I miss the Sunday paper.

I read the paper online, these days, and we don’t have the newspaper delivered any more, and I miss it. I miss it enough that I’m considering signing up for the weekend edition of the New York Times, because I love the book review and theatre sections, despite the fact that we leave nowhere near New York.

Granted, the Sunday Times wouldn’t come with Kohls coupons, or, in fact, any local information, but I love the way the paper feels so much, I don’t think I’d care. I mean, I’d still have the crossword puzzle, right?

Crossword puzzles were meant to be done with pen or pencil on a table in a cafe, or in the living room by a fire, not on the computer. I know there are sites that allow digital crosswords, but the fun in them comes from not being plugged in. From having to rely on your own brain, and using them as a means of engaging strangers in conversation. “Excuse me,” you say to someone who has an interesting hat – a black bowler, perhaps, that reminds you of your Uncle Phil, who really wasn’t a blood relative, but he dated your Aunt Margie for so long he may as well have been. “Can you give me a five-letter word that means ‘comprehensible’?”

And either not-Uncle Phil will shakes his head apologetically, and go along with his own plans, or he’ll smile and suggect, “Lucid.”

And you’ll sip your coffee until it’s gone, even though there are biscotti crumbs in the bottom, and when you get home, you won’t care that your hands smell of newsprint.

Bathtub Mermaid

Scents of lime and coconut, the former from a candle, the latter from a bottle of bubble bath, swirl together to create a heady, steamy cloak that wraps itself around me, warming my skin, and tickling all my senses. The water is nicely hot, the tub brim-full, the book on the edge waiting to be cracked opened and explored.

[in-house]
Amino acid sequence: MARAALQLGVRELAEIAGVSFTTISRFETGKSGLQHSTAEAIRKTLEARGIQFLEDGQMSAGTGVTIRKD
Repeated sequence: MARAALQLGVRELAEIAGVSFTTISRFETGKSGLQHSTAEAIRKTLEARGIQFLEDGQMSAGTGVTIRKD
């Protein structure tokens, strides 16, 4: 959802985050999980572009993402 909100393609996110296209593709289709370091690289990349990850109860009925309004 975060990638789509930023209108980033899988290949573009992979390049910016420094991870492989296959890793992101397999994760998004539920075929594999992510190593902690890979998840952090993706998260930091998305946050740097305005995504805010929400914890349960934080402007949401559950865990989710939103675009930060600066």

But I leave the book alone.

I lean back against the bath pillow, sip from the bottle of cool water, and contemplate what it would be like to swim through the ocean at shark-speed, breaching the surface with the joy of a leaping dolphin. I can swim, of course, but as with all humans, it’s a choppy kind of swimming.

Sometimes I dream of floating in a cradle of seaweed, letting the ocean waves rock me to sleep and then stir me softly into wakefulness, hours later, safely back at home. On windy nights, the sound of the trees turns into the sound of the surf in my over-imaginative brain, and almost – ALMOST – I can feel the water rising and receding.

I soak until the water begins to cool, until my fingers are wrinkled and my skin is pink, and then, as in the famous picture of Aphrodite, I rise from the foam, though my foam is leftover coconut bubbles, and not sea spray, and wrap myself, not in pearls, but a soft cotton towel and white cotton chenille slippers. I rinse the tub. I put on fresh pajamas. I go into the kitchen to make orange juice and raisin toast with melted cheddar.

Later, looking for an image to use in a project, I see a vector illustration entitled “bathtub mermaid,” and I think, “That’s me!”